Product reformulation bigger challenge to sugar than mexico problems _ thefencepost. com

DANA POINT, Calif. Beet sugar vs cane sugar — Food companies’ product reformulations to fit within the recommendations of the Dietary Guidelines for Americans and to reduce the amount of sugar shown on the new “added sugar” section of the rewritten Nutrition Facts Label are the biggest challenge to the sweetener industry – bigger than those surrounding the sugar dispute with Mexico, a key industry analyst said in Dana Point last week.

“Everyone knows marketing is pounding on you to reduce sugar, to get it off the label.


Red sugar cane The entire sugar industry is in a very tenuous time,” Craig Ruffolo, vice president of McKeany-Flavell Co., a California ingredients advisory firm, told an audience of sugar buyers at the International Sweetener Colloquium.

Speaking on one of two panels on the U.S. Where is sugar cane grown sugar market, Ruffolo also said that his definition of the sweeteners facing challenges include high-fructose corn syrup, which many food manufacturers use instead of sugar.

Much of the panel discussion focused on the continuing conflict between the U.S. Sugar cane industry and Mexico over Mexico’s sugar exports to the U.S. What is sugar cane used for Mexico’s exports are now occurring under agreements that suspended cases U.S. Is cane sugar healthy sugar producers brought against Mexico for subsidizing and dumping sugar in the U.S. Cane sugar vs brown sugar There is a lot of dissatisfaction with the suspension agreements because cane refiners have said they are not getting enough raw sugar to refine. Is cane sugar good for you U.S. Cane sugar vs sugar and Mexican officials have attempted to renegotiate the suspension agreements, but so far have not been able to come to agreement.

Meanwhile, some food companies have switched from beet sugar to cane sugar to avoid any connection to genetic modification, even though beet growers have argued there are no signs of genetic modification in the beet sugar. Maui sugar cane The switch has led to higher prices for cane sugar than beet sugar.

Frank Jenkins, a Connecticut-based sugar broker and consultant, said that, if nothing changes in the suspension agreements, the losers will be those companies that continue to buy refined cane sugar at a massive premium rather than cheaper beet sugar.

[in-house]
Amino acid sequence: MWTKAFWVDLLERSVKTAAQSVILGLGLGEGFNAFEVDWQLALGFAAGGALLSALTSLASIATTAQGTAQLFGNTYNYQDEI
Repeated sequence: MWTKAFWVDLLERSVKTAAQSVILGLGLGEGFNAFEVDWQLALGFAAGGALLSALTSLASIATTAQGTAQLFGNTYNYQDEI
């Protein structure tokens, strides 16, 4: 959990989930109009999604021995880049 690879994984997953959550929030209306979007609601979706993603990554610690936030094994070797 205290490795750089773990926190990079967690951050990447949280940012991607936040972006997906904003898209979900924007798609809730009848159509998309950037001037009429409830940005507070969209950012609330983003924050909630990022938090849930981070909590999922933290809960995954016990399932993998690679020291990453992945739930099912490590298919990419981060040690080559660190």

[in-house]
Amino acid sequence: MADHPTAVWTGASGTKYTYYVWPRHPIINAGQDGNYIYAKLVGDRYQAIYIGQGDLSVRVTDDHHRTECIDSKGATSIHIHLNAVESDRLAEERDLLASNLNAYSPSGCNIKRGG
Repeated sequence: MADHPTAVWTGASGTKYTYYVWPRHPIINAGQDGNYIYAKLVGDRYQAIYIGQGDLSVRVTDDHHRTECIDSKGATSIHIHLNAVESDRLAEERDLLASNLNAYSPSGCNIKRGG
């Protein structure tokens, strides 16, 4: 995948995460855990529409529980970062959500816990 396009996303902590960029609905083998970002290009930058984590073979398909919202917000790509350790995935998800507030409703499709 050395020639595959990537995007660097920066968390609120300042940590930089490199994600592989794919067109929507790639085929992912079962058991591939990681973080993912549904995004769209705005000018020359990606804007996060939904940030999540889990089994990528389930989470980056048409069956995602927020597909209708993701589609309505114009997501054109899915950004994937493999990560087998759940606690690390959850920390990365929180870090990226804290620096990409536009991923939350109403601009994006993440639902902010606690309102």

Even if agreement is reached soon, the markets might not be affected in the near future because most of the industrial sugar has already been contracted for this year, Jenkins said.

If the suspension agreements “collapsed,” Jenkins added, Mexico would be likely to bring an anti-dumping case against U.S. Is cane sugar bad corn refiners who export to Mexico “as a stalling tactic.”

Barb Fecso, director of the dairy and sweetener analysis group at the Agriculture Department’s Farm Service Agency, said she spent most of last year trying to renegotiate the suspension agreements and that she is awaiting appointment of Trump administration officials to give her instructions on how to run the sugar program on the no-cost basis that Congress required in the farm bill.

On another panel, Mike Gorrell, president and CEO of the Imperial Sugar Co., a cane refiner, said that the reason the conflict with Mexico has become so intense is that there is $8.2 billion in value at stake, depending on how these issues are resolved.

“The U.S. What is evaporated cane sugar sugar market will remain the most volatile, most dysfunctional, most political sugar market in the world until Mexico’s access is restructured permanently,” Gorrell said.

Jack Roney, director of economics and policy analysis for the American Sugar Alliance, said that growers feel it is “vexing” that sweetener users go to Congress and say that consumers would benefit from increased imports or changing the program when prices of sugar-containing products do not go down in periods of low sugar prices.

Bill O’Conner, an agricultural policy adviser with McLeod, Watkinson & Miller who is an adviser to the Sweetener Users Association, said, “USDA does not have the ability to address the tensions in what is now a two-priced market” for beet and cane sugar.

O’Conner also said he does not believe “the public” will stand for beet sugar not being labeled as a genetically modified ingredient in food, even though beet growers point out that there are no remnants of the genetically modified beet sugar seed in the sugar.

“The farm bill will be the first opportunity to change the law we are operating under,” O’Conner said.

After the session, panel moderator Rick Pasco, president of the Sweetener Users Association, said the SUA does not have a position on whether beet sugar should be labeled as genetically modified or not.

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